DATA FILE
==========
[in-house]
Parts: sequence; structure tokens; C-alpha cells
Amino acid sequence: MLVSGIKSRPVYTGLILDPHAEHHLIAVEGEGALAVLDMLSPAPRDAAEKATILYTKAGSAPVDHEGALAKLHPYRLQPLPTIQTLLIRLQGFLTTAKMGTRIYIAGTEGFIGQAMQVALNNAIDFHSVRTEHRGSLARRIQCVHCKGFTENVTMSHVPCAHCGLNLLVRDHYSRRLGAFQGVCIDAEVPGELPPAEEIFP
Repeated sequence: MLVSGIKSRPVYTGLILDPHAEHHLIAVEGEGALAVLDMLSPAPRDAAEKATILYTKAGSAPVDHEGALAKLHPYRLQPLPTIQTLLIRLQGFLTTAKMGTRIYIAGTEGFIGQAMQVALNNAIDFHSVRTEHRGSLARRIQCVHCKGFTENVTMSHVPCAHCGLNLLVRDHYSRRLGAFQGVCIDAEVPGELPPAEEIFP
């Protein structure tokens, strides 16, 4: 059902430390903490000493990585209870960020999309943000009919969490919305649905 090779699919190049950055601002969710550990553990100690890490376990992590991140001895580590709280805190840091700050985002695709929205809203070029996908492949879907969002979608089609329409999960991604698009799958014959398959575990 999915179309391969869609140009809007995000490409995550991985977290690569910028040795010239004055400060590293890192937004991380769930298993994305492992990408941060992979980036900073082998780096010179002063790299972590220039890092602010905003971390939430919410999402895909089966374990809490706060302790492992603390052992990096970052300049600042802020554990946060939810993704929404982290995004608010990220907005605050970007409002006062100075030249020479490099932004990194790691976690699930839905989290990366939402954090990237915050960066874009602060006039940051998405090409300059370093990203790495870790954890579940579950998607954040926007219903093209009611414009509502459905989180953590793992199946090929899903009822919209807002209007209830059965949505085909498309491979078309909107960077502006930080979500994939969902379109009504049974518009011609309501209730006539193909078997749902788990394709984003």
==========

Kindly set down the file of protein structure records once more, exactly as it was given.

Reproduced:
[in-house]
Parts: sequence; structure tokens; C-alpha cells
Amino acid sequence: MLVSGIKSRPVYTGLILDPHAEHHLIAVEGEGALAVLDMLSPAPRDAAEKATILYTKAGSAPVDHEGALAKLHPYRLQPLPTIQTLLIRLQGFLTTAKMGTRIYIAGTEGFIGQAMQVALNNAIDFHSVRTEHRGSLARRIQCVHCKGFTENVTMSHVPCAHCGLNLLVRDHYSRRLGAFQGVCIDAEVPGELPPAEEIFP
Repeated sequence: MLVSGIKSRPVYTGLILDPHAEHHLIAVEGEGALAVLDMLSPAPRDAAEKATILYTKAGSAPVDHEGALAKLHPYRLQPLPTIQTLLIRLQGFLTTAKMGTRIYIAGTEGFIGQAMQVALNNAIDFHSVRTEHRGSLARRIQCVHCKGFTENVTMSHVPCAHCGLNLLVRDHYSRRLGAFQGVCIDAEVPGELPPAEEIFP
């Protein structure tokens, strides 16, 4: 059902430390903490000493990585209870960020999309943000009919969490919305649905 090779699919190049950055601002969710550990553990100690890490376990992590991140001895580590709280805190840091700050985002695709929205809203070029996908492949879907969002979608089609329409999960991604698009799958014959398959575990 999915179309391969869609140009809007995000490409995550991985977290690569910028040795010239004055400060590293890192937004991380769930298993994305492992990408941060992979980036900073082998780096010179002063790299972590220039890092602010905003971390939430919410999402895909089966374990809490706060302790492992603390052992990096970052300049600042802020554990946060939810993704929404982290995004608010990220907005605050970007409002006062100075030249020479490099932004990194790691976690699930839905989290990366939402954090990237915050960066874009602060006039940051998405090409300059370093990203790495870790954890579940579950998607954040926007219903093209009611414009509502459905989180953590793992199946090929899903009822919209807002209007209830059965949505085909498309491979078309909107960077502006930080979500994939969902379109009504049974518009011609309501209730006539193909078997749902788990394709984003």